Urban photography can be a real challenge for a new photographer. But you can often leave your apprehensions and shoot with a free mind when you’re with peers. One of the best places to hone your skills and enjoy a bit of pure fun while you happily snap away is at a photography workshop. Jim Harmer from Improve Photography attended one recently, and he shares some interesting tips on how to improve your urban photography:
Use a Shorter Shutter Speed for Light Trails
You might think that the key to shooting great light trails is to use a really long shutter speed. A common approach might be to use an exposure of 30 seconds or so to capture a lot of light from passing vehicles. Here’s what you might get with similar settings:
The problem with such a long shutter speed is that while you do get a lot of exposure for the buildings, the vehicles are only in the shot for about two to four seconds. So, the light trails themselves are a bit too dark.
Instead of using a 30 second shutter speed, set your aperture normally. Set the shutter speed to say, four seconds. Now set the ISO pretty high. Something like ISO 1600. Retake the shot. This is what you might get:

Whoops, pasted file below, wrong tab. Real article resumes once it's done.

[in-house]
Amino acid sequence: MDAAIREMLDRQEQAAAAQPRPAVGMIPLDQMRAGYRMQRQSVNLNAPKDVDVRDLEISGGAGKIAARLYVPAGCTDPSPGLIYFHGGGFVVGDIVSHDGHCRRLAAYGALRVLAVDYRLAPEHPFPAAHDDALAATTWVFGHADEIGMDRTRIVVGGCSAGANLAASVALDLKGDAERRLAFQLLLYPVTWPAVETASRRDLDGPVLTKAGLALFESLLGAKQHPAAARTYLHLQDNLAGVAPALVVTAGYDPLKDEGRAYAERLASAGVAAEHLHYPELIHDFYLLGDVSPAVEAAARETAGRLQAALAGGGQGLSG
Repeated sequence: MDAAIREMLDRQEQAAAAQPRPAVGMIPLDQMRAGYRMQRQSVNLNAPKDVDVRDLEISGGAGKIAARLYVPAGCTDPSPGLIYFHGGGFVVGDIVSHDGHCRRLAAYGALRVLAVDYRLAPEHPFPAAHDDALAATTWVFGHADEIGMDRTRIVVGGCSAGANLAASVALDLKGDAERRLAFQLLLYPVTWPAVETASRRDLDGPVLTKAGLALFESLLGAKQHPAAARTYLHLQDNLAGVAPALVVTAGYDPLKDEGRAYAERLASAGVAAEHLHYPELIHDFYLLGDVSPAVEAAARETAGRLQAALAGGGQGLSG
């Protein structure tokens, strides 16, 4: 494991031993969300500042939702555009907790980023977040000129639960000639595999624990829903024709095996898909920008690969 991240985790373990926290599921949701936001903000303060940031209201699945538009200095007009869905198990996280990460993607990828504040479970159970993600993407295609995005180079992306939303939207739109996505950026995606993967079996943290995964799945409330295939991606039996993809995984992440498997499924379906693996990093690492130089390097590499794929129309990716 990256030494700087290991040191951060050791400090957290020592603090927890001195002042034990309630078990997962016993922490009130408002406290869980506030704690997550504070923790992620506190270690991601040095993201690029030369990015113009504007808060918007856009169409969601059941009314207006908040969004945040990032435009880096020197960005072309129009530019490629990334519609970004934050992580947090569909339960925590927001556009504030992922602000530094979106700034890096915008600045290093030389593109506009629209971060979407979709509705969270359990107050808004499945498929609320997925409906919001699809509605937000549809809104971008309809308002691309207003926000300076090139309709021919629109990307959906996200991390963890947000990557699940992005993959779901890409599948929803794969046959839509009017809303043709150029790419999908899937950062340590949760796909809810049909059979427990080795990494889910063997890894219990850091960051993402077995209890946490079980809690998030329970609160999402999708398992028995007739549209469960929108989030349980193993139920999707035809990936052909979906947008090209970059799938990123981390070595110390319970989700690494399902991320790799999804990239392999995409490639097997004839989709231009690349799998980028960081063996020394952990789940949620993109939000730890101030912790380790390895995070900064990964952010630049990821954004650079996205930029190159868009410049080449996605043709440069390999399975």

As you can see, the light trails are much brighter now, while te exposure on the buildings hasn’t really changed.
Add a Point of Interest
Urban photography doesn’t always have to be about stark black and white shots with geometrical shapes dominating the composition. In the next attempt, the group teamed up to set up a shoot that also involved a model and a beautiful dress.
The dress with 10 huge trains coming out of it made for some amazing shots against the backdrop of the city.
Use Photo Stacking
Getting a clear shot of the Bean in Chicago without any people in the frame is almost impossible. It isn’t just the Bean in Chicago. It happens in every city around the globe wherever there is a major tourist attraction. So, how to achieve such a seemingly impossible shot? The answer is photo stacking.
Photoshop allows you to do merge multiple photos together and create a composite image. All you need is several shots of the exact same compositions to stack together.
Change Your Perspective
Getting high up to shoot from a different perspective is sometimes the only way to change the monotony of urban photographs. That’s exactly what the group in the video did. They went up to the observation deck of the Willis Tower and took several wide angle shots from above the city. They even managed to sneak in a tripod to stabilize some of the shots!
Here’s some more photos from the workshop to leave you inspired:
Watch the rest of the video for some more urban photo ideas.
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